By Erin Chambers For winter warriors who spend most of their weekends on the slopes, a season ski pass can save a bundle. But what happens if you break your leg on the first run of the season? Traditionally, you're out an entire season's worth of lift tickets. And on the other side of the ticket counter, if you're a ski-resort owner or operator, you're likely to be confronted by an annoyed, crutches-bound pass holder demanding a refund.
Ron Iverson, president of Tourist Insurance Services, set out to solve both problems -- and his startup is reaping the benefits of staking out an untapped market. "There was a complete void," Iverson says. "Nobody was serving pass holders, so we decided to step in."
For 6% of the season-pass price, which typically runs around $1,000, a SkierGuard insurance policy gets you three-way coverage: loss of pass use due to injury, emergency evacuation of up to $15,000 if you have to be airlifted or transported off the mountain, and a maximum of $10,000 for accidental death or dismemberment. SkierGuard is underwritten by National Union Fire Insurance Co. of Pittsburgh, a division of AIG (AIG). Though similar offerings are available in Canada, SkierGuard is believed to be the only such service in the U.S.
ONE-STOP SHOPPING. And business is booming. Iverson and his three-employee team sold over 700 policies before Thanksgiving, the unofficial start of the ski season, after a lukewarm debut last year that saw only 150 policies sold during the entire season. Like many small-business owners, Iverson realized that finding a niche is one thing, but exploiting it is another.
He knew the idea was promising, but it obviously wasn't reaching a large enough consumer base. Some press releases led to mentions in a handful of ski magazines, but his marketing operation was far from robust. So this season, he brokered deals with the ski areas like Aspen, offering a 10% to 12% commission to sell his pass insurance at ticket offices and on their Web sites.
That initiative has streamlined the process into a single transaction for customers, who last year had to go online or call SkierGuard to get policies after purchasing their passes. Iverson has also stepped up marketing efforts, placing print and online ads and generating local media coverage in ski towns like Lead, S.D., where he runs ads on the Terry Peak ski area's radio station.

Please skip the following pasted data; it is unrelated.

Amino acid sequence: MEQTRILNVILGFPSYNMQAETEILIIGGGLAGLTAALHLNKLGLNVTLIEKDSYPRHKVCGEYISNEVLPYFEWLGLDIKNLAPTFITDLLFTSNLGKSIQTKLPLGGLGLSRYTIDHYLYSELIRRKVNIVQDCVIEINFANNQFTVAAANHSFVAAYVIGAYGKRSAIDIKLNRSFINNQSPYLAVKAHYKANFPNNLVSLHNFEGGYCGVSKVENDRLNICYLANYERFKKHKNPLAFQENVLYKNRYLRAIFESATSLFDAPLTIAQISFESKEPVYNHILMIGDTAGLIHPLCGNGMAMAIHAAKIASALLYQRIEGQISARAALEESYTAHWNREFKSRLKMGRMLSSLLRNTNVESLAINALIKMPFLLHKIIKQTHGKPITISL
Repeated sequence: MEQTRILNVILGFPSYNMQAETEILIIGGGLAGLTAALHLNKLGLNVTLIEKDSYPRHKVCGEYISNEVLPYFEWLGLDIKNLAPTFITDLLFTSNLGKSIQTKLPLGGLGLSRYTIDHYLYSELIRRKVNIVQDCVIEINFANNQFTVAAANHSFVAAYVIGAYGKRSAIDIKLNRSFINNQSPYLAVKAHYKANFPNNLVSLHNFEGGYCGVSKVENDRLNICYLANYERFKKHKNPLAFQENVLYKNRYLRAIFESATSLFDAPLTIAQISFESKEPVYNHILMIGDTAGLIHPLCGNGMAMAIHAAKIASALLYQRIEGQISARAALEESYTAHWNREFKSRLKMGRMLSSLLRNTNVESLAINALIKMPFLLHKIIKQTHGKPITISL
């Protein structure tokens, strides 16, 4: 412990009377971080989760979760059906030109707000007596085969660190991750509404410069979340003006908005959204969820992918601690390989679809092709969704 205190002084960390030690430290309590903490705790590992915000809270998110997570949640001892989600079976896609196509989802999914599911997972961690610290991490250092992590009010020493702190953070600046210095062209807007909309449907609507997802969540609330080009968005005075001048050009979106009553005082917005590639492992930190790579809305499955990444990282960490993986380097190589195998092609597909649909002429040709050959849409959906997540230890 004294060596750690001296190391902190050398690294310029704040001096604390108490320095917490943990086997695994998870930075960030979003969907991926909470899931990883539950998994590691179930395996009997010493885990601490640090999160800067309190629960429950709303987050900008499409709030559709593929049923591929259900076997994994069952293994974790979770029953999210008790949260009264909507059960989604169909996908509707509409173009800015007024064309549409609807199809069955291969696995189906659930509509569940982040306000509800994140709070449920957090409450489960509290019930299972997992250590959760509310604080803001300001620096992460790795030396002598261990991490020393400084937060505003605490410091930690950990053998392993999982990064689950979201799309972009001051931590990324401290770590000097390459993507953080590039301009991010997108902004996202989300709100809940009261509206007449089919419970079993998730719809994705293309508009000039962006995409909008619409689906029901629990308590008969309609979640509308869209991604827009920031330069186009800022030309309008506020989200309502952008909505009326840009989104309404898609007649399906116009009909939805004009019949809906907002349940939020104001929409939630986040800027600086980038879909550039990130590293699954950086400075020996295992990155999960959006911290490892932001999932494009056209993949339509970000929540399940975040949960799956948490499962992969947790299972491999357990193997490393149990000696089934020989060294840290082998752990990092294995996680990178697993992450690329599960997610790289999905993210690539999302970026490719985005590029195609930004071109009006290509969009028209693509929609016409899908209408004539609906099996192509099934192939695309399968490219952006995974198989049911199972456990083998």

Since agreeing to hawk the insurance alongside season passes at Aspen Skiing Co., which operates three resorts in Colorado, including Buttermilk, Iverson says they sell 15 times the number of policies per month this year than they did all of last year. Seventeen ski areas, including Mammoth Mountain in California and Mountain Creek in New Jersey currently offer the policy. Anyone can still purchase the policy online or by phone, regardless of whether the ski area endorses SkierGuard or not.
NORTHERN EXPOSURE. "The big deal for the ski areas is not the additional revenue, but it makes life a lot easier in terms of customer relations," says Iverson, who also owns SkierGuard's parent company, Tourist Insurance Services, which has offered recreational policies, like trip-cancellation insurance, for over 28 years.
Though some ski resorts do offer their own insurance, many others are opting to offer SkierGuard instead. "I like the fact that the skier doesn't have to buy it at the front end, they can think about it and buy it later," says Larry Daniels, general manager of Alyeska Resort in Girwood, Alaska, who had to buy a $150 insurance license in order to sell SkierGuard. "It seems like a great value for our skiers, but it's still new for us this year."
At Whistler Mountain in British Columbia, Canada's largest ski area, Iverson's sales are growing because the resort no longer offers any refund policy to its pass holders.
Though Iverson relies on a healthy number of resorts to sell the policy, some major ski areas still prefer to deal with season-pass refunds internally, on a case-by-case basis.
ANYONE FOR GOLF? "A middleman in the process doesn't work for our resorts," says Kelly Ladiga, a spokesperson for Vail Resorts, which currently offers injury- or pregnancy-related refunds to pass holders who provide medical documentation. But Ladiga acknowledges that SkierGuard is something Vail may consider in the future, especially since it offers additional coverage for evacuation and death.
What's next for SkierGuard? Iverson says the season-pass policy model would work well with virtually any annual or seasonal memberships where potential injury would be an issue, such as health clubs. He has also been approached by a Maryland-based outfit which operates more than 30 golf courses about creating a GolferGuard. "But I've got my hands full to brimming with snow right now," jokes Iverson. Winter wonderland indeed. Chambers is a reporter for BusinessWeek Online in New York